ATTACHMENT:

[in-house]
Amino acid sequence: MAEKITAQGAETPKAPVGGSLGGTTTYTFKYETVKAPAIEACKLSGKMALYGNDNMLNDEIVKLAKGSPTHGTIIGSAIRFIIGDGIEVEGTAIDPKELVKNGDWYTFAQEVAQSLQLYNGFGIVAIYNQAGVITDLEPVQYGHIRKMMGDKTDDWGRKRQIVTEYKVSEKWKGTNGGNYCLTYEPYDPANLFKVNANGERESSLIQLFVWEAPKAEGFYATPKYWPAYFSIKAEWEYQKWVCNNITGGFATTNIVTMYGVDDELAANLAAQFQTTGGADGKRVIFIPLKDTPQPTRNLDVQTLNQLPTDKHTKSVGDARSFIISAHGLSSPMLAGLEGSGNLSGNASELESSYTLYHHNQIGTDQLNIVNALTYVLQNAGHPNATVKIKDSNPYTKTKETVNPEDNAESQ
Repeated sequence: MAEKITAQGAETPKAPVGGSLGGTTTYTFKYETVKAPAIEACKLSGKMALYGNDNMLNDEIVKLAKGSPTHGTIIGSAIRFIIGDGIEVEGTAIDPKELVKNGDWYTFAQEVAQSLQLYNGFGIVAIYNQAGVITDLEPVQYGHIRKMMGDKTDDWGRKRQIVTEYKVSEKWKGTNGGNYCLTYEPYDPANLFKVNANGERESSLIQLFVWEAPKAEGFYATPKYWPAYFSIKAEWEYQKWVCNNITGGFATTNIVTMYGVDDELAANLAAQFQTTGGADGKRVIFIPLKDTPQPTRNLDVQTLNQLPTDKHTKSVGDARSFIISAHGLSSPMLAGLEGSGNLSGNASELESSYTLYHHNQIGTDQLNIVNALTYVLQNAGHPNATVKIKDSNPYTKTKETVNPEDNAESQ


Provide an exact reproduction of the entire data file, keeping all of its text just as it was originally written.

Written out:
[in-house]
Amino acid sequence: MAEKITAQGAETPKAPVGGSLGGTTTYTFKYETVKAPAIEACKLSGKMALYGNDNMLNDEIVKLAKGSPTHGTIIGSAIRFIIGDGIEVEGTAIDPKELVKNGDWYTFAQEVAQSLQLYNGFGIVAIYNQAGVITDLEPVQYGHIRKMMGDKTDDWGRKRQIVTEYKVSEKWKGTNGGNYCLTYEPYDPANLFKVNANGERESSLIQLFVWEAPKAEGFYATPKYWPAYFSIKAEWEYQKWVCNNITGGFATTNIVTMYGVDDELAANLAAQFQTTGGADGKRVIFIPLKDTPQPTRNLDVQTLNQLPTDKHTKSVGDARSFIISAHGLSSPMLAGLEGSGNLSGNASELESSYTLYHHNQIGTDQLNIVNALTYVLQNAGHPNATVKIKDSNPYTKTKETVNPEDNAESQ
Repeated sequence: MAEKITAQGAETPKAPVGGSLGGTTTYTFKYETVKAPAIEACKLSGKMALYGNDNMLNDEIVKLAKGSPTHGTIIGSAIRFIIGDGIEVEGTAIDPKELVKNGDWYTFAQEVAQSLQLYNGFGIVAIYNQAGVITDLEPVQYGHIRKMMGDKTDDWGRKRQIVTEYKVSEKWKGTNGGNYCLTYEPYDPANLFKVNANGERESSLIQLFVWEAPKAEGFYATPKYWPAYFSIKAEWEYQKWVCNNITGGFATTNIVTMYGVDDELAANLAAQFQTTGGADGKRVIFIPLKDTPQPTRNLDVQTLNQLPTDKHTKSVGDARSFIISAHGLSSPMLAGLEGSGNLSGNASELESSYTLYHHNQIGTDQLNIVNALTYVLQNAGHPNATVKIKDSNPYTKTKETVNPEDNAESQ